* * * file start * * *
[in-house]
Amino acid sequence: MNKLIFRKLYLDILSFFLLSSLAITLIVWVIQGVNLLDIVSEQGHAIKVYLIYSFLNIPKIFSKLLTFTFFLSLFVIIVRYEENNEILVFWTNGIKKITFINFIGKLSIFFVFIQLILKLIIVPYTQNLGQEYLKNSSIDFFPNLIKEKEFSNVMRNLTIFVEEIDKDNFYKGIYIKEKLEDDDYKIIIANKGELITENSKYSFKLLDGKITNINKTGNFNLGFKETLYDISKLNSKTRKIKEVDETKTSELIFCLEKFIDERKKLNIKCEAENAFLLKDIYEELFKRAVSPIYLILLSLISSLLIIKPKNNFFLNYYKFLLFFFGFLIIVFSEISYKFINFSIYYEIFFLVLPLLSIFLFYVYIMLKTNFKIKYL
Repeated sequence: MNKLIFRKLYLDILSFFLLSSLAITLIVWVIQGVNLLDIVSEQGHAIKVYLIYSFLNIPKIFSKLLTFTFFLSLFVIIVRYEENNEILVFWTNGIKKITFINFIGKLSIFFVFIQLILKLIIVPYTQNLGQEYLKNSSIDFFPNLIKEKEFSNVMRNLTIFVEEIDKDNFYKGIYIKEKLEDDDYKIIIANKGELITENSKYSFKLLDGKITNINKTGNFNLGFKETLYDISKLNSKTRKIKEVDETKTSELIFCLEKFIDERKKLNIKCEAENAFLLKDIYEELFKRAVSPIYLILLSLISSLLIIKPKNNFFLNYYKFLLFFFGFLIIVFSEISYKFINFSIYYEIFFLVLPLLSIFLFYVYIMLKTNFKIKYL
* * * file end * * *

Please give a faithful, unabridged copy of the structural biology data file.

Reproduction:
[in-house]
Amino acid sequence: MNKLIFRKLYLDILSFFLLSSLAITLIVWVIQGVNLLDIVSEQGHAIKVYLIYSFLNIPKIFSKLLTFTFFLSLFVIIVRYEENNEILVFWTNGIKKITFINFIGKLSIFFVFIQLILKLIIVPYTQNLGQEYLKNSSIDFFPNLIKEKEFSNVMRNLTIFVEEIDKDNFYKGIYIKEKLEDDDYKIIIANKGELITENSKYSFKLLDGKITNINKTGNFNLGFKETLYDISKLNSKTRKIKEVDETKTSELIFCLEKFIDERKKLNIKCEAENAFLLKDIYEELFKRAVSPIYLILLSLISSLLIIKPKNNFFLNYYKFLLFFFGFLIIVFSEISYKFINFSIYYEIFFLVLPLLSIFLFYVYIMLKTNFKIKYL
Repeated sequence: MNKLIFRKLYLDILSFFLLSSLAITLIVWVIQGVNLLDIVSEQGHAIKVYLIYSFLNIPKIFSKLLTFTFFLSLFVIIVRYEENNEILVFWTNGIKKITFINFIGKLSIFFVFIQLILKLIIVPYTQNLGQEYLKNSSIDFFPNLIKEKEFSNVMRNLTIFVEEIDKDNFYKGIYIKEKLEDDDYKIIIANKGELITENSKYSFKLLDGKITNINKTGNFNLGFKETLYDISKLNSKTRKIKEVDETKTSELIFCLEKFIDERKKLNIKCEAENAFLLKDIYEELFKRAVSPIYLILLSLISSLLIIKPKNNFFLNYYKFLLFFFGFLIIVFSEISYKFINFSIYYEIFFLVLPLLSIFLFYVYIMLKTNFKIKYL